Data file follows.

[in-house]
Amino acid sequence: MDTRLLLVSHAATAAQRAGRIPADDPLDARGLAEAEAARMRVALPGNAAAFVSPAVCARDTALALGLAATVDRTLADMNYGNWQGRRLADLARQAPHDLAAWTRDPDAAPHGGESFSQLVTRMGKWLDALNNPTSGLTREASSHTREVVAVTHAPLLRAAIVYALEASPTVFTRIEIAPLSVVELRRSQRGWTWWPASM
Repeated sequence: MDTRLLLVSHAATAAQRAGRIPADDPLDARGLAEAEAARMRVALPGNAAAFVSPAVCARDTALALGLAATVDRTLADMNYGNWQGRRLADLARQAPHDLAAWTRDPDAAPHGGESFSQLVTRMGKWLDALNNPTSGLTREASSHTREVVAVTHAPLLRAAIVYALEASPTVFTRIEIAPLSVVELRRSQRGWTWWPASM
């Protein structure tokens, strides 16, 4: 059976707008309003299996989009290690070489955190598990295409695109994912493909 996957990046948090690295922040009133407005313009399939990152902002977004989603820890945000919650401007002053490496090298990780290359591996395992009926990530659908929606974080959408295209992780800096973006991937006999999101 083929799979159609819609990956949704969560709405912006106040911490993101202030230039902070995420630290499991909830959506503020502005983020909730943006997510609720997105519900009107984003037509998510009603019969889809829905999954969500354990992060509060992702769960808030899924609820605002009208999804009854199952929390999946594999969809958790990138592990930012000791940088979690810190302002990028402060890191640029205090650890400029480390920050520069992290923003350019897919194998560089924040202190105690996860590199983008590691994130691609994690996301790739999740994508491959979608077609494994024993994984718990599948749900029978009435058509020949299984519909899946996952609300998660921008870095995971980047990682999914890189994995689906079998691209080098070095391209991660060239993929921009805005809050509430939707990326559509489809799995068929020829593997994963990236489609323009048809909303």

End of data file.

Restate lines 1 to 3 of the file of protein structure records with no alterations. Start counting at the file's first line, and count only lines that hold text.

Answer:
[in-house]
Amino acid sequence: MDTRLLLVSHAATAAQRAGRIPADDPLDARGLAEAEAARMRVALPGNAAAFVSPAVCARDTALALGLAATVDRTLADMNYGNWQGRRLADLARQAPHDLAAWTRDPDAAPHGGESFSQLVTRMGKWLDALNNPTSGLTREASSHTREVVAVTHAPLLRAAIVYALEASPTVFTRIEIAPLSVVELRRSQRGWTWWPASM
Repeated sequence: MDTRLLLVSHAATAAQRAGRIPADDPLDARGLAEAEAARMRVALPGNAAAFVSPAVCARDTALALGLAATVDRTLADMNYGNWQGRRLADLARQAPHDLAAWTRDPDAAPHGGESFSQLVTRMGKWLDALNNPTSGLTREASSHTREVVAVTHAPLLRAAIVYALEASPTVFTRIEIAPLSVVELRRSQRGWTWWPASM